Do emails make you less creative?


I came across an interesting proposition the other day – it was that emails are ruining our creativity. That is a big claim and there was not a huge amount of scientific evidence to back this up so the easiest way I thought to test its validity was to try a few experiments for myself.

One of the clear trends of late has been the fact that people check their emails and their social media feeds before they do just about anything in the morning. Now, I’m certainly not that bad because I need breakfast before I can really function in the morning, but I will admit to checking emails not long after breakfast, just to see what has come in over night.

Unwittingly, that has certainly become a de facto habit that actually turns out is hard to break. The reason is that our brains love new ‘things’ and email really hits the spot for us humans. The contention is that, upon waking, your brain is at its most creative but if those energies are directed to other tasks, like worrying about actions to take as a result of the inbound emails, then that creative energy is largely lost.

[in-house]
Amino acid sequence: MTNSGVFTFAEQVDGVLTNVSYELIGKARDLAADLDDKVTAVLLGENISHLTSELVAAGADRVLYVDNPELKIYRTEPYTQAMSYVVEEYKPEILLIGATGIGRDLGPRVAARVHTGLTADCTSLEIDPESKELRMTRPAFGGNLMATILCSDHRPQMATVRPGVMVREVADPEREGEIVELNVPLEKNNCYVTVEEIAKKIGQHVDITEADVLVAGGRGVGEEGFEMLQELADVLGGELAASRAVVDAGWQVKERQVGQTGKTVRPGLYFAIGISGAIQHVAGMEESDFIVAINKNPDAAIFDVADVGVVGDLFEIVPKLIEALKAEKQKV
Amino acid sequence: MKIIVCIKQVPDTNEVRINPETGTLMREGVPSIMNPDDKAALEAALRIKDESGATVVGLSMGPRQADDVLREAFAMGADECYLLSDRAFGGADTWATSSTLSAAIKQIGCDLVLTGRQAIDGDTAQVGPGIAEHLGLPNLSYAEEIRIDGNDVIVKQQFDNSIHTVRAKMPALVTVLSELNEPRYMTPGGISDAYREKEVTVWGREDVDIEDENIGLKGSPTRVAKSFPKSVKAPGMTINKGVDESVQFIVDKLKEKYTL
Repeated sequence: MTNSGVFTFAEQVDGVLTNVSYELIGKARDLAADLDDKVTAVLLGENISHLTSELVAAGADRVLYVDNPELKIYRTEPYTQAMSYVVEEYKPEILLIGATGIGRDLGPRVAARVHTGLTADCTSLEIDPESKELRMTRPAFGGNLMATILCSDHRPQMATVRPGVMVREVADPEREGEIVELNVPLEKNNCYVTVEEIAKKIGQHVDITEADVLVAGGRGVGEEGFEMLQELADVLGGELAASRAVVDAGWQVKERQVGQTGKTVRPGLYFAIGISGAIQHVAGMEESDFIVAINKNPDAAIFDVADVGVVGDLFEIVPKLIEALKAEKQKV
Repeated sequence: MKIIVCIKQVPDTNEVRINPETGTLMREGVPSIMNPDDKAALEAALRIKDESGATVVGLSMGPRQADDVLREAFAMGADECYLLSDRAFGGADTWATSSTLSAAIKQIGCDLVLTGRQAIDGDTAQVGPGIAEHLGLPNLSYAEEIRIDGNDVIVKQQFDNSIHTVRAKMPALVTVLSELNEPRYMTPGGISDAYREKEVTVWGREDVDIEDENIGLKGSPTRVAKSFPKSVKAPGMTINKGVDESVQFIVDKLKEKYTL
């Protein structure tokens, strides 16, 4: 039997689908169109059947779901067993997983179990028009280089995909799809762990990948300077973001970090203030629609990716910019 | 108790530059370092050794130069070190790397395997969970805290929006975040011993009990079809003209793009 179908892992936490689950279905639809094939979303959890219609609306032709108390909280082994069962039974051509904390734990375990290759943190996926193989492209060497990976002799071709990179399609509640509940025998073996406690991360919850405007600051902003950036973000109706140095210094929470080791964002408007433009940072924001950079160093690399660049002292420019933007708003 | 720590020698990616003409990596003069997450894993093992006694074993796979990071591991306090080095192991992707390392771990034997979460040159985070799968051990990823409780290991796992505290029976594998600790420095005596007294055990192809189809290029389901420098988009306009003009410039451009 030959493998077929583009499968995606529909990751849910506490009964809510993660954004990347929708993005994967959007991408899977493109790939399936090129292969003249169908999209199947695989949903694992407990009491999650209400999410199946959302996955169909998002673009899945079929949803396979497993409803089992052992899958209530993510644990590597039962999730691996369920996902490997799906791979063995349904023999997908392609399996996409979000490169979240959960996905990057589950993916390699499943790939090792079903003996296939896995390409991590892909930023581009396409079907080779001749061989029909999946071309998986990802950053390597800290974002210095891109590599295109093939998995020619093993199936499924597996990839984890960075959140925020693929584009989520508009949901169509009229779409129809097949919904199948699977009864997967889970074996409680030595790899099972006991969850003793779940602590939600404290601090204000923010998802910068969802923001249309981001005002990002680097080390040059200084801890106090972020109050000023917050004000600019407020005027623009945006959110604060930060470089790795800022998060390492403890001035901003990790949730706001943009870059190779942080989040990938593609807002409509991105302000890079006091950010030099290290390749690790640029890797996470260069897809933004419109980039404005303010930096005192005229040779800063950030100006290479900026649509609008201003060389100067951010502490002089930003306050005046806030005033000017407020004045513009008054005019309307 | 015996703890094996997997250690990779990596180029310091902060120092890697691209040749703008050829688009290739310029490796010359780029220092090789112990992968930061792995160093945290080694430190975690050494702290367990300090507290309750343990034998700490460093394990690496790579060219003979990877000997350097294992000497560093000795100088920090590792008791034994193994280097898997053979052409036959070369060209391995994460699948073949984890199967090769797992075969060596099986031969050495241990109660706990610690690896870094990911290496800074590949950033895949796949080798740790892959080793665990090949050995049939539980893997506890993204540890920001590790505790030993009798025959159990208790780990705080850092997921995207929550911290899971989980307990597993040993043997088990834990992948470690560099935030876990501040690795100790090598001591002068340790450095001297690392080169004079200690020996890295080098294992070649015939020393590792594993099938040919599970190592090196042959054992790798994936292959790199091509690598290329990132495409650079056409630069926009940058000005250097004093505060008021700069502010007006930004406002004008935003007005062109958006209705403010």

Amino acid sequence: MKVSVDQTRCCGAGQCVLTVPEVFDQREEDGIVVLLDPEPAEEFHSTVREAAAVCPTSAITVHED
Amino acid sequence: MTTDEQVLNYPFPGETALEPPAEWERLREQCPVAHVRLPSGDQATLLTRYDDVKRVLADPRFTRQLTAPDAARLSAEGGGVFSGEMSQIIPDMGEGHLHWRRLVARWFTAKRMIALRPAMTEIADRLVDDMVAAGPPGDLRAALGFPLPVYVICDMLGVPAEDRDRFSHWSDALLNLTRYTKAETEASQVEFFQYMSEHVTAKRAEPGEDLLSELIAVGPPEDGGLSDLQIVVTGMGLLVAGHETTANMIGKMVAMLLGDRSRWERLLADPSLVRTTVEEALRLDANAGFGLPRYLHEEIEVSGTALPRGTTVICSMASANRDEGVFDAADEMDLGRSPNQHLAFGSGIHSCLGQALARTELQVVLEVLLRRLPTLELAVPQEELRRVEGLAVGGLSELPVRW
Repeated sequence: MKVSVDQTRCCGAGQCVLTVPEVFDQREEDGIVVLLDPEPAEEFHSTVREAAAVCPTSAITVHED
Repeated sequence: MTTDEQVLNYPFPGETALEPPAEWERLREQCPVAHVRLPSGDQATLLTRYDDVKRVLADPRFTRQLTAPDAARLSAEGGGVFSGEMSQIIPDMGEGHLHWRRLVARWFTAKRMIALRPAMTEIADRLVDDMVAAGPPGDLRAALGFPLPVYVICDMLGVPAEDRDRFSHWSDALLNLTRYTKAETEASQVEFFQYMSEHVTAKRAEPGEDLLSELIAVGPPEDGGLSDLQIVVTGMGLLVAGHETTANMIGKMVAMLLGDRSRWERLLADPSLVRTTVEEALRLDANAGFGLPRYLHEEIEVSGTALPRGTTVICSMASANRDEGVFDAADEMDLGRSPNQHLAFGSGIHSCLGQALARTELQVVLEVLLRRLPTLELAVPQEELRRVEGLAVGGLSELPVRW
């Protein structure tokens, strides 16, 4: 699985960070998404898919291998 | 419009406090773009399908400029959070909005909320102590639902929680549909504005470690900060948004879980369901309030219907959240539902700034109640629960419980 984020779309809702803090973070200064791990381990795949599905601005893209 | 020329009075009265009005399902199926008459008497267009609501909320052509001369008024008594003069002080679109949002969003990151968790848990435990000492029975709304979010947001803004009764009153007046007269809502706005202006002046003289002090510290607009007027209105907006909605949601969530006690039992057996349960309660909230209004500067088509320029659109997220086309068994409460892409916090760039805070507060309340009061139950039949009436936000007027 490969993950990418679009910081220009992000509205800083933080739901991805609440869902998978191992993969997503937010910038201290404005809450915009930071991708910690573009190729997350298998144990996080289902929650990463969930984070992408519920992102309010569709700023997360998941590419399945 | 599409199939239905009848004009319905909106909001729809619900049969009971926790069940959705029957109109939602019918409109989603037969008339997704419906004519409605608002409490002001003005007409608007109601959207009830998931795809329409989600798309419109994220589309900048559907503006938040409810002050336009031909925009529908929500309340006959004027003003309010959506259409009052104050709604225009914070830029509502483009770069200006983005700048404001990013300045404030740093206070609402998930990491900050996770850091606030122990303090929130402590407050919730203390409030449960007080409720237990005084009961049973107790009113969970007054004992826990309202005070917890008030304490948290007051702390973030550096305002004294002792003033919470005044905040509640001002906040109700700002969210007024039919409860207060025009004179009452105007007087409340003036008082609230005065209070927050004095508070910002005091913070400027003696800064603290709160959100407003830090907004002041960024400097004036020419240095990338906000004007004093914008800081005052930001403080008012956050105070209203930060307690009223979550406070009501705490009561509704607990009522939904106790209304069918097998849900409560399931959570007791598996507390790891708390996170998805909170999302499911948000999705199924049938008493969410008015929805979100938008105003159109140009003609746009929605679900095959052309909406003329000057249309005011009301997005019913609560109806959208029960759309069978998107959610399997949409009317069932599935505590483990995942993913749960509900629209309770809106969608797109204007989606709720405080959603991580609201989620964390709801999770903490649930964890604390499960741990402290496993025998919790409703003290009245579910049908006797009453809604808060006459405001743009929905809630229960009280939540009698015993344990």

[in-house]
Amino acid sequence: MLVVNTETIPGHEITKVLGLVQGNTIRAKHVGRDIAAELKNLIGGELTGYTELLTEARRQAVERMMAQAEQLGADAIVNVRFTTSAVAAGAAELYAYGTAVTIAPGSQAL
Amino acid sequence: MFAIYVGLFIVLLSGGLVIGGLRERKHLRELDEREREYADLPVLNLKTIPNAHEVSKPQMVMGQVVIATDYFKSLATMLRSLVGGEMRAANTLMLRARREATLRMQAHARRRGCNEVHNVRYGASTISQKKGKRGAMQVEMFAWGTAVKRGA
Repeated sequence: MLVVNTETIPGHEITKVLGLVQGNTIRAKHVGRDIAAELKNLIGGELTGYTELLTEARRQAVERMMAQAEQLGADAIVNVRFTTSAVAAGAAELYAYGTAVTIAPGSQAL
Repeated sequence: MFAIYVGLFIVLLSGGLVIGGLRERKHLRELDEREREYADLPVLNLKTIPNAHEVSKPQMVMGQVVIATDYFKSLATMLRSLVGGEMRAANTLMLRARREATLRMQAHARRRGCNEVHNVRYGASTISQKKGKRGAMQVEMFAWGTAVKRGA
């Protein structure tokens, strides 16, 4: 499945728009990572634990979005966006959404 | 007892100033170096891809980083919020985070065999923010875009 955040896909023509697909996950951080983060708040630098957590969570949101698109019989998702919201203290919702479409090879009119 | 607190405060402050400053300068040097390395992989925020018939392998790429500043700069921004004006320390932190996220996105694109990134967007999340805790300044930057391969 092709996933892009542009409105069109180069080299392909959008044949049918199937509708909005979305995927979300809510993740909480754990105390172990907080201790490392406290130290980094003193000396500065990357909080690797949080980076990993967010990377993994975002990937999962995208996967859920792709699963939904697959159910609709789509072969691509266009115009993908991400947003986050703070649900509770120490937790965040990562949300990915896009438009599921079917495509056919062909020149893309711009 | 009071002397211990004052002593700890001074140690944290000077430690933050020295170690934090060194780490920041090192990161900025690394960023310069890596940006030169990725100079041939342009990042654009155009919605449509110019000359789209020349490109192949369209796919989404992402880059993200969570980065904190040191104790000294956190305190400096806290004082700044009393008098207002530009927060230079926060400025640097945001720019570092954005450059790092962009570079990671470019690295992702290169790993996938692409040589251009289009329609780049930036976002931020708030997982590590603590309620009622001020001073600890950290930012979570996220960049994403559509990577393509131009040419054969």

The experiment was therefore to complete some creative task (reading or writing) before becoming immersed in emails. Like any addiction, breaking away from looking at new emails is far tougher than you think, however doing so did produce positive results for me.

I certainly found that if I dedicated time to a creative process prior to reading emails, I felt a greater sense of achievement, and this feeling lasted throughout the day. I also tended to find that my concentration levels were higher throughout the day.

Of course these results are highly subjective, but I believe they are positive enough that they are worth a try if you are looking to get more from your day. In general I recommend that you stay away from emails as much as you can during the day as they are huge productivity killers. That however, is the subject for another post but you’ll be amazed how much more time you’ll have everyday if you reduce the amount of time you spend with your emails open.